A different time. Different attitudes. Same place.
The talk had turned to cane harvesting. The boss, KNUI owner Tom Elkins, grumphed half-heartedly, "Had to skim my pool to get rid of the Maui snow." Maui snow? "Oh, well. I knew I'd be getting some when I bought the house."
Kihei was just beginning to become the fastest growing community on the island, if not the state. Tom lived in one of the oldest, post-war residential areas. He answered a hesitant question. "Maui snow is the black ash that comes from burning the fields. Just another anomaly of life on the island."
As he turned to head back into his office, Elkin said, "After the snow comes the dust from plowing and replanting. It's no big deal. So you have to clean a little more. It only lasts a few weeks every 18 months or so."
Tom was devoted to the idea of small-town reporting. The station had a one-woman, two-man news crew, and one of the disc jockeys was willing to cover news stories when needed. An unscheduled field burn, a case of arson, had spread to brush land above Kihei. Dennis Walsh, the DJ, jumped into the station's four-wheel-drive International Scout and drove over to supply reports via a two-way radio.
Walsh was the kind of reporter who wanted to get close to the action. He drove into a brush area. Suddenly, an excited report came over the radio. "Got to make this short. The fire is burning this way. The firemen are running. I've got to get out of here. More later." He made it out OK, but reeked of smoke for the rest of the day.
My first direct experience with a cane fire came on Haleakala Highway below Pukalani. A roadside field was burning. I joined two or three cars parked along the road. Flames were leaping 30 or 40 feet into the night sky. A light breeze pushed the smoke away from us.
We all stood in amazement. I'm convinced humankind's first psychedelic experience came from watching fires. The altered awareness may not be limited to homo sapiens. Cyrano, the house cat, often sits and stares into the fireplace flames.
When there were three sugar plantations on the island - Pioneer Mill on the west side, Wailuku Sugar and Hawaiian Commercial & Sugar - cane fires were a more common sight. Pioneer Mill's fields are being turned into developments. Wailuku Sugar is no more. HC&S, the last sugar operation in the state, soldiers on, as it has for 140 years.
HC&S farms 36,000 acres of Central Maui. In the late 1940s, it absorbed many of the sugar workers left out of work in Hana when Paul Fagan set up Hana Ranch. Fagan closed down the last of a dozen or so sugar plantations scattered along the Hana-Kipahulu coast. Today, there are 800 employees at HC&S.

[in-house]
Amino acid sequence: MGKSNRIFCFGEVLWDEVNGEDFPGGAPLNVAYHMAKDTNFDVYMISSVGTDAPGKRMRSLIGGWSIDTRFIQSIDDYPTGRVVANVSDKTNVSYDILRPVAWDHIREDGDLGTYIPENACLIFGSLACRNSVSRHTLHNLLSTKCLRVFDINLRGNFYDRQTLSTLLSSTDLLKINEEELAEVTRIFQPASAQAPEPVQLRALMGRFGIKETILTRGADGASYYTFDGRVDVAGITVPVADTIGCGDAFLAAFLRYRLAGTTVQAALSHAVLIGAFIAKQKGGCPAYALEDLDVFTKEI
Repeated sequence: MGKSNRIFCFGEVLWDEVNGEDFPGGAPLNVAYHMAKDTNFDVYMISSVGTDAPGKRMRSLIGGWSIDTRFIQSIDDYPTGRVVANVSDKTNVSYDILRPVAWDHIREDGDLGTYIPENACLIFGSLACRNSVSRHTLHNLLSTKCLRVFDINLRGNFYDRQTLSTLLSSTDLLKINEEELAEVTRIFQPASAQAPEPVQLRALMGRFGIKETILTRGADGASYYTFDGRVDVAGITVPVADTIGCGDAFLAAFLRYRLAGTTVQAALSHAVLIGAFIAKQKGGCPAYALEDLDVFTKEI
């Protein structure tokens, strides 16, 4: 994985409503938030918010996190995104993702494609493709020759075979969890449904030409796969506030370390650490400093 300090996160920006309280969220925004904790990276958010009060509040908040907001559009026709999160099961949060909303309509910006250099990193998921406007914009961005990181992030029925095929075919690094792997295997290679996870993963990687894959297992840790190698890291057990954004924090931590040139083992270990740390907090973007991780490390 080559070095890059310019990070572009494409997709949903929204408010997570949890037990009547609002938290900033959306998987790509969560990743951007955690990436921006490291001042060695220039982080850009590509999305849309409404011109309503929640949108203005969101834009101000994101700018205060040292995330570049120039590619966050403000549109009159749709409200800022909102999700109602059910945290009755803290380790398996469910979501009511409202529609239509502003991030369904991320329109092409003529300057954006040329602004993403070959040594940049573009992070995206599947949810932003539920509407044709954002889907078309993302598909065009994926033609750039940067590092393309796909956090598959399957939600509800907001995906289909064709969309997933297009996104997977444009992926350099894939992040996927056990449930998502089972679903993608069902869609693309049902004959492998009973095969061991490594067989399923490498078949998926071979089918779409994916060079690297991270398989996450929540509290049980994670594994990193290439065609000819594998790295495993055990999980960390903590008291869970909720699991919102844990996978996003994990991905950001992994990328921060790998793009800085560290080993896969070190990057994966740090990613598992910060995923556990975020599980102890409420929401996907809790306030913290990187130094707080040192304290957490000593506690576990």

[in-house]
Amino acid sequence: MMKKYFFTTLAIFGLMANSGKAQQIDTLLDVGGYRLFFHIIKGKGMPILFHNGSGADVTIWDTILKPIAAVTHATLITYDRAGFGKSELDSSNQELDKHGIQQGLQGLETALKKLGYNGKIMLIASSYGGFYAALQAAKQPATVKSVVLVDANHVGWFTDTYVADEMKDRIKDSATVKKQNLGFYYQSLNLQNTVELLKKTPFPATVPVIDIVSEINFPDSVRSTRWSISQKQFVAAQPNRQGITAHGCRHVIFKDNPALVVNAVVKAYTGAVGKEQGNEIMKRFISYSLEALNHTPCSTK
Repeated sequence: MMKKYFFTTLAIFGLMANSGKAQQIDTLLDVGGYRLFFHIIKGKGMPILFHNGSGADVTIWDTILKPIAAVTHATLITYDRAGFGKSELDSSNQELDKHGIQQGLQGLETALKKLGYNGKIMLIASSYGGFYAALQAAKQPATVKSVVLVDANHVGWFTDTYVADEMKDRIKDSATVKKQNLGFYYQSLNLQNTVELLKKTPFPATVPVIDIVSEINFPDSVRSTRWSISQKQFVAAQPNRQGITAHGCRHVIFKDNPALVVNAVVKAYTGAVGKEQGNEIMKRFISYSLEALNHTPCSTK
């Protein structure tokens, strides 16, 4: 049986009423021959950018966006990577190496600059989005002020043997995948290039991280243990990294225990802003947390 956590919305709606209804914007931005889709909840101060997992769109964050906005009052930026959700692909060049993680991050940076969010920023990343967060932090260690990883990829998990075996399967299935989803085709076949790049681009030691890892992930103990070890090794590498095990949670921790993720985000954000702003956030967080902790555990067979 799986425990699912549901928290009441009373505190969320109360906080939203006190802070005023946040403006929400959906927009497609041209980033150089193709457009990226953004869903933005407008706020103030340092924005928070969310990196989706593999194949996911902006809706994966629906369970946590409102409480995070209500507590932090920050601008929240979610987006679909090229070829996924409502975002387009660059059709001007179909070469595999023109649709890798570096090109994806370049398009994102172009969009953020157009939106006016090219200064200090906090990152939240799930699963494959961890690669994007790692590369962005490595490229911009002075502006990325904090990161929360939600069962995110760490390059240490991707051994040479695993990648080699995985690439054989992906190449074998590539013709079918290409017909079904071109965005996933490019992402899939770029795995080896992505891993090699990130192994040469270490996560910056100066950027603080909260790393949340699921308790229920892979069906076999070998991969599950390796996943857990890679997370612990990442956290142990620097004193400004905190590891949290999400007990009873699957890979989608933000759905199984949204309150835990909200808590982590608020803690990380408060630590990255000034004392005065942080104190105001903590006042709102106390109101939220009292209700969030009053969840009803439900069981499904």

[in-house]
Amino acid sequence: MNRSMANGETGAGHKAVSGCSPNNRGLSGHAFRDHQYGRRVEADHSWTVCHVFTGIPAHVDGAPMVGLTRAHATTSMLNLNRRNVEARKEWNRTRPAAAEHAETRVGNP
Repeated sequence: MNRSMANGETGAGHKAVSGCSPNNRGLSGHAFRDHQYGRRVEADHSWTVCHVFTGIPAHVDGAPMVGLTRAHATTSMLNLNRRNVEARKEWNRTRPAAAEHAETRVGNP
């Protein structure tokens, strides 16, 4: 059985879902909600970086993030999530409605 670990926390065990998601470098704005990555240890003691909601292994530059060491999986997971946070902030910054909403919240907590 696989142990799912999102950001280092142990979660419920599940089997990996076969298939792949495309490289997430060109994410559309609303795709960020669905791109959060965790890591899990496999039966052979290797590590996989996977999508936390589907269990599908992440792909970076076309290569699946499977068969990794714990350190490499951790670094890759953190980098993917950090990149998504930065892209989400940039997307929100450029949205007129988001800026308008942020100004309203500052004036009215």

After World War II, Maui's economy tanked. Graduating high school seniors had few employment possibilities - mostly state and county government, the military, Maui Land & Pineapple Co. and the sugar plantations. In the 1950s, there were more Maui-born individuals living on Oahu and the Mainland than there were on Maui.
HC&S is under siege, economically and politically.
The economy is tied directly to the amount of water it can use. Make ethanol? In the 1930s and through WWII, most of the plantation's vehicles ran on ethanol. The problem today is the immense amount of water needed to produce the sugar-based fuel. Much of the water in the ditch system inaugurated in the 1800s goes into Upcountry faucets and irrigation systems.
Politically, HC&S is nose-to-nose with health fascists and late-comers who have bought property in Kihei, probably without knowing about the fallout from upwind fields. The Maui News "Letters to the Editor" will soon include carping about cane fires. Those two words never fail to bring up a song popular in the 1970s. The operative lyric in "Cane Fire" was "got to save the children," a not-so-subtle reference to an illegal crop.
To ameliorate criticism, HC&S recently sent letters to homeowners, even in Kula where cane fires are distant phenomena. And where I live. The company also took out a quarter-page color ad in last Sunday's issue of The Maui News. Both list burn schedules and locations. Individuals can also check hesugar.com or sign up for email, telephone or text updates of times and locations of burns.
Old-timers accept cane fires as an integral part of Maui life. Newcomers don't. It's a different time with different attitudes. Maybe it's not the same place.
* Ron Youngblood is a former staff writer and editor for The Maui News. His email address is firstname.lastname@example.org.